The dealership bike-preparer (not mechanic) sees 100 sport bikes and dirt bikes for every KLR he sees. The KLR is not a dirt bike with huge suspension travel and doesn't look like one to the bike-preparer, either. He doesn't set it up like a dirt bike. It looks more like a road bike so it often gets set up with the slack that would be right for a sport bike. It needs a hell of a lot more than a sport bike needs, though, but that's the way it gets rolled onto the floor.

Out on the floor is a salesperson who really doesn't know shit from Shinola about how a bike should be set up.


The slack needs to be such that the chain will just touch the swingarm at a point near the screw (the white dot in your picture) that holds the chain guide to the swingarm.

It's important. Check on it, insist it be set right if it is not right. If it is not right, never mind what the salesperson might say, tell them to read the manual.

It's not a new bike; if it were I'd be concerned about the remainder of the bike being properly set up. Give it a good once-over before you take it. Check the oil level, tire pressures, missing fasteners, brake pad condition, speedo drive positioning, etc. Anything that doesn't look kosher, question it.

I don't mean to be an alarmist, but you'll be riding a bike you are unfamiliar with 170 miles just to get it home. It'd be nice if you made it without any drama.
You were correct, the chain was setup like a street bike,with 1/2" deflection(slack). I pointed it out, and got the , this is how it should be, I ended up saying fix it of forget it. The sales manager, got involved, and they have the bike in the back, going over everything on it, to make sure it is good. Funny, they have a used 2016, with the chain slack set as you said it should be. I am so glad you mentioned it to me. Thank you, sir!
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post #7 of 21 Old 11-03-2018, 03:15 PM
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I hope you had a safe ride home and enjoy the bike for many miles and years to come.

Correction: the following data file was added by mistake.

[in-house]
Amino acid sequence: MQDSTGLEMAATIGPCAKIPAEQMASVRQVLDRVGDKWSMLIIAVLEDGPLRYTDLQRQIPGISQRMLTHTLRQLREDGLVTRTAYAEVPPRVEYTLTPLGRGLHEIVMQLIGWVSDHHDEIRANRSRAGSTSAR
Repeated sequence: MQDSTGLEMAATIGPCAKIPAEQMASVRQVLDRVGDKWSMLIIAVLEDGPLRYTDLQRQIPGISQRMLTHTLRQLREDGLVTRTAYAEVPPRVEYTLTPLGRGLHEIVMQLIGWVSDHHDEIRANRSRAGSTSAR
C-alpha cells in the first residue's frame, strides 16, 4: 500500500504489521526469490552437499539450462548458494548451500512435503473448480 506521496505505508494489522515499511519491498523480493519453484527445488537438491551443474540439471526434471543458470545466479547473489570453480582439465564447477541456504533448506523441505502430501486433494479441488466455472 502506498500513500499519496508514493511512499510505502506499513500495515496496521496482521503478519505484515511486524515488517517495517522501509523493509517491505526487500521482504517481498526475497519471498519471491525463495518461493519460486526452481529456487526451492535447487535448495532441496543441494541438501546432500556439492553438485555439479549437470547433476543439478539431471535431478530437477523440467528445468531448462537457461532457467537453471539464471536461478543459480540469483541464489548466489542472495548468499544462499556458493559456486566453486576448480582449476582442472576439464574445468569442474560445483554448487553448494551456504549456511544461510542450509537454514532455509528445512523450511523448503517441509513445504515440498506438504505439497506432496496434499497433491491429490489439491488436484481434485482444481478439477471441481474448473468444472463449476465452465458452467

Tom [email protected]

“Neither of the two people in the room paid any attention to the way I came in, although only one of them was dead.” -Philip Marlowe

“'Why' and 'How' are words so important they cannot be too often used.” -Napoleon Bonaparte


Sting like a butterfly.
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post #8 of 21 Old 11-03-2018, 05:37 PM Thread Starter
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Hi Tom, again thanks for the advice. I made the 170 mile ride back with no issues and started noticing a few things. I think I may have stumbled upon a gem. Here is the sprocket you asked about.Do you see anything else?
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post #9 of 21 Old 11-03-2018, 05:57 PM
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I'm not familiar with that sprocket, though it looks neat. I'm not sure if it is meant to be some sort of quick-change gazmotchey or what. If I am reading it right, it was made in Poland, which is interesting. I need to research that one. I do see quite a bit of wear on the side of the teeth. That kinda indicates that the chain alignment is off and that the chain may also have been run too tight. I would pull the sprocket cover and clean everything really well, then keep an eye on that area looking for an engine oil leak. That would indicate a stressed seal from an overtight chain. The Primary Drive chain is pretty good quality, too. I think it is the house brand at RMATV or somesuch.

It's not clear what that cabling is alongside the carb, though it looks sorta like a Garmin cable. At any rate, it seems to have been rubbing on the throttle cable plate. That's not a safe condition and the cable should be re-routed, preferably up along the frame backbone.

The preload adjuster is a nice bit of kit. I'd like to see the shock it's controlling; you might have a nice shock back in there. The SAE plug is nice, too, as you can keep the battery charged up during the Idaho winters.

All in all, the prior owner seems to have done some good stuff to the bike.

Tom [email protected]

“Neither of the two people in the room paid any attention to the way I came in, although only one of them was dead.” -Philip Marlowe

“'Why' and 'How' are words so important they cannot be too often used.” -Napoleon Bonaparte


Sting like a butterfly.

Last edited by Tom Schmitz; 11-03-2018 at 06:00 PM.
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post #10 of 21 Old 11-03-2018, 06:08 PM Thread Starter
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Will do the things you mentioned. I was thinking the carbs might be new and the head looked new as well, so I thought some work may have been done. It runs great...60 mph 4200rpm, 80mph 5500rpm, 90 mph 6500rpm. The guy had put all kinds of plugs, audio, Mic, 2 plugs like for a battery tender, etc.